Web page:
Wednesday 23 November 2011: London Nocturne
I was in London (city of my birth) for the past couple of days; partly to go to an group exhibition which featured a photograph of mine, but more importantly to just bathe in it again for a little while. I love London, especially at night: the sense of it being too big to ever shut down; always that incessant turning over, lives threading through lives, restless and slushing as the river. I get lost easily, having never made any part of this vastness my own (not for decades anyway). I stayed with an old friend, Barry, who lives out in Lee. I could have just settled there for the evening, chatting with him and his daughter, content to be aware of that thrumming in the distance. But I eventually ventured out, just as it was getting dark.
Once in the city, I took a familiar route from Charing Cross station to Hungerford Bridge. I floated up there awhile, pacing back and forth, taking in the lights, the rattling, chalk-on-blackboard screech of trains passing nearby, to notes of street musicians, the dark, ruckling water under my feet, the chugging tourist barges, the faint but definite swaying of the suspended walkway. Eventually I made my way down to the south bank: warmly lit, cosy, expensive. I spent far too long in Foyles trying to choose between Alice Oswald's new book (an interesting take on the Iliad), Christopher Reid's Selected or a book I hadn't thought of buying, Christopher Rick's True Friendship, looking at the poetic intercourse between Hecht, Pound, Eliot, Hill and Lowell (which is what I bought eventually). I had thought to head to a restaurant and begin to read it over a meal. But I noticed a fairground roundabout nearby so I headed over there to sniff around and see if I could find something to photograph.
It was like a miniature hamlet of huts (essentially garden sheds) whose tarpaper roofs were snowflaked in electric lights; each was a stall, a bright box promising food, sweets, clothes, leather goods... I stopped at the roundabout and shot a few frames (a girl in the ticket booth arranging her hair caught my eye) then continued past this bright-lit busyness, following the soulful twanglings of an electric guitar.
This turned out to be a lone busker, seated against a stretch of hoarding, backgrounded by tall, brightly-lit buildings. I didn't want to use a flash but thought there might be just enough streetlight to get what I wanted (the busker would be a small lone figure in the composition, barely more than a shadow). I thought I was innocuous enough, essentially across the road/walkway, very far from shoving my lens in his face. But he stopped playing and shouted at me 'Oi! (or did he actually say 'Boy'?), 'don't you take my fucking photograph!' I know such a reaction is hardly surprising, but in 31 years of mostly street photography I have rarely encountered it, and never before with such vehemence. I told him that all he had to do was ask nicely. He said that it was I that should have asked him. So began a heated altercation that had passers by turning their heads (probably the first time in my life I let my photography develop into a public row). It ended with me telling him he was paranoid.
I can empathise with people who do not wish to be photographed. We've all been there, in our unhappy private head-spaces where a passing c*nt with a camera would be unwelcome (to put it very mildly). However, I think that if you choose a tourist area to engage in a public act (busking, street-theatre, etc.) that deliberately invites attention (did I ask for his VERY LOUD guitar chords to fill my head?) and solicits donations, you might accommodate yourself to the fact that most people in your audience will have cameras of one sort or another, and a good number may wish to photograph the source of that music. Given all that, I think at the very least you might translate 'Oi, don't you take my f*cking photograph' to the shorter and less confrontational 'Excuse me, no photographs please' or, if it bothers you that much, put up a sign (why not?) stating your wish not to be photographed. That said, arguing about it is a waste of everyone's time and energy. And of course I could have just asked his permission, loathe as I am to interrupt street musicians when they're in full flow. Anyway, if it happens again I'll just walk away.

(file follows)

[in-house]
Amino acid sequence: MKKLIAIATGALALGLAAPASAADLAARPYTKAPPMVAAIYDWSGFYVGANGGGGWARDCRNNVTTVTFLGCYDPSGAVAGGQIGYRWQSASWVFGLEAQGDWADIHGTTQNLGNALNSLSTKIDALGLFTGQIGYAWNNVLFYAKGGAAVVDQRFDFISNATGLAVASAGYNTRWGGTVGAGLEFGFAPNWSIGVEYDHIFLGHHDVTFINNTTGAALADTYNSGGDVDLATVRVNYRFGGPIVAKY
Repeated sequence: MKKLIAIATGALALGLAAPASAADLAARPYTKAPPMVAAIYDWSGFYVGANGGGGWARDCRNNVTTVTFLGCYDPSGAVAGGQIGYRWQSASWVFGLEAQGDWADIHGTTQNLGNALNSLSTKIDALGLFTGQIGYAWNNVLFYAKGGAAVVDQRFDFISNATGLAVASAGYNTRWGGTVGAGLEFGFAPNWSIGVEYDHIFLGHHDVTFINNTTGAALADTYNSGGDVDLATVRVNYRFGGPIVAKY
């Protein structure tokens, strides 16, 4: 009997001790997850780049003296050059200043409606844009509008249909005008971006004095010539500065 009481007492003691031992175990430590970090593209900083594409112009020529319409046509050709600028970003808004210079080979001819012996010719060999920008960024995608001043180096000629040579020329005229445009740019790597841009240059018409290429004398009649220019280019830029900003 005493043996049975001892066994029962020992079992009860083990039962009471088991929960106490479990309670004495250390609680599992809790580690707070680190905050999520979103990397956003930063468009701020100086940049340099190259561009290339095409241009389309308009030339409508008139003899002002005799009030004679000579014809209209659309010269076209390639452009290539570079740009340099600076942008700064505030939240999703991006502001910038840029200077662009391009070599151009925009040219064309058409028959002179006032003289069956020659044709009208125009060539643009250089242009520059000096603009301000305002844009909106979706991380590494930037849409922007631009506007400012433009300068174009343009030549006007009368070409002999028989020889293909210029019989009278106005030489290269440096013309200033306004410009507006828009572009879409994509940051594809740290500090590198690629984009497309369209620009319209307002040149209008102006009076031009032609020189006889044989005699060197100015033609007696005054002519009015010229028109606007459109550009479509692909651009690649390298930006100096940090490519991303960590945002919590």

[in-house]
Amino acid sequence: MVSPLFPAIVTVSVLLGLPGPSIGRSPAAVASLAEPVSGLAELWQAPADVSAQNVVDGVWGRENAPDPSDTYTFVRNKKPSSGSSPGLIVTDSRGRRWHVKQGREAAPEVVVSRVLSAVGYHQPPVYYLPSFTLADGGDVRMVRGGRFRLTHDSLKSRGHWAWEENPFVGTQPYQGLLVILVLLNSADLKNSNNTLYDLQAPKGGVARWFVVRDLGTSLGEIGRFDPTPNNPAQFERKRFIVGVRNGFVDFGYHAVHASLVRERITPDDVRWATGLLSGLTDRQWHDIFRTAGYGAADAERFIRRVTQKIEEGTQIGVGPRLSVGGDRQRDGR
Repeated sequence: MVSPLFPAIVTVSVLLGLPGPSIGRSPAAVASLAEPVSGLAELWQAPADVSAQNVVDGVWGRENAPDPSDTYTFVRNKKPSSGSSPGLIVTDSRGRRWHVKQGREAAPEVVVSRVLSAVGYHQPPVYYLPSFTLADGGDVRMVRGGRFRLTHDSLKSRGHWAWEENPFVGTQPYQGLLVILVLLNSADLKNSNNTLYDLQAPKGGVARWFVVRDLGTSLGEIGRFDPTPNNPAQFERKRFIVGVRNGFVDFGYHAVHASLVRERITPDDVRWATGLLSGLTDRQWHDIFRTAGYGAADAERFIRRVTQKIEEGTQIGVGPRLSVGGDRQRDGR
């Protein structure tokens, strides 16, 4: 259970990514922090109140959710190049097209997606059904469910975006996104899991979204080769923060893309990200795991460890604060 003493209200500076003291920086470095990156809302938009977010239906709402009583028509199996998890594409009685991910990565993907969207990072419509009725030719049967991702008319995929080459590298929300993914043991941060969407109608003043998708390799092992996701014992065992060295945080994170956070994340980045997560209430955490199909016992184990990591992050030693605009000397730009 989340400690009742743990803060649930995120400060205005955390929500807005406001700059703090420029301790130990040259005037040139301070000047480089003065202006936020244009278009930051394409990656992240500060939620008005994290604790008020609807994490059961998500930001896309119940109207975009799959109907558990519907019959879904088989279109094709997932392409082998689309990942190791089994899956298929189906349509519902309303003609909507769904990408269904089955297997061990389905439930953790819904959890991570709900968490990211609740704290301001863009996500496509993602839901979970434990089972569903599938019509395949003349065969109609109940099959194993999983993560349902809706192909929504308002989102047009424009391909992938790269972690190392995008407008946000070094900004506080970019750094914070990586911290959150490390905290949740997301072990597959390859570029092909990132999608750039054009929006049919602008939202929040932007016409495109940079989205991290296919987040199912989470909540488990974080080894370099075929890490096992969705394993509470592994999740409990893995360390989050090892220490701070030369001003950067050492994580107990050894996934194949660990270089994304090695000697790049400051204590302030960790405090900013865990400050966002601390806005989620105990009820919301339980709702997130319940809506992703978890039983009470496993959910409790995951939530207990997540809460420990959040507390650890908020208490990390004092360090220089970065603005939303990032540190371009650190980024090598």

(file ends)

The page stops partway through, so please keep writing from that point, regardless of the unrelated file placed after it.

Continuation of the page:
For a little while afterwards I was on a bit of a downer. When you're away from home and at such a loose end it's easy to feel rejected by a city. Then I found myself being drawn by another musician, back up on the south bank side of Hungerford Bridge. I decided to use the video this time, reckoning that if he didn't like being filmed he'd probably indicate this clearly enough. He was a saxophonist, doing a medley of various tunes (I recognised Gerry Rafferty's Baker Street). He really didn't seem to mind at all, and confirmed this when he took a break and we talked. He was from Kosovo (came to London eleven years ago; his family killed in the war). He even agreed to do a short interview. Later, on the north bank, I noticed this guy (maybe high on something) smoking a fag outside a little shop. I began to photograph him from the far side of the street. He saw me, but didn't seem to care; he may even have been performing just a little, exaggerating his gestures. I noticed the shopkeeper looking at me and went over to explain what I was doing. Before I even reached the counter another man started talking to me. He was from Mauritius and had a good deal to say about London and god. Normally, I have no interest in god-peddlers, but I liked this man's warmth and (what appeared to be) open-heartedness. When I asked if I could film him he agreed. So I now have enough footage for a little (maybe 5 minute) nocturne on London, a sampler anyway.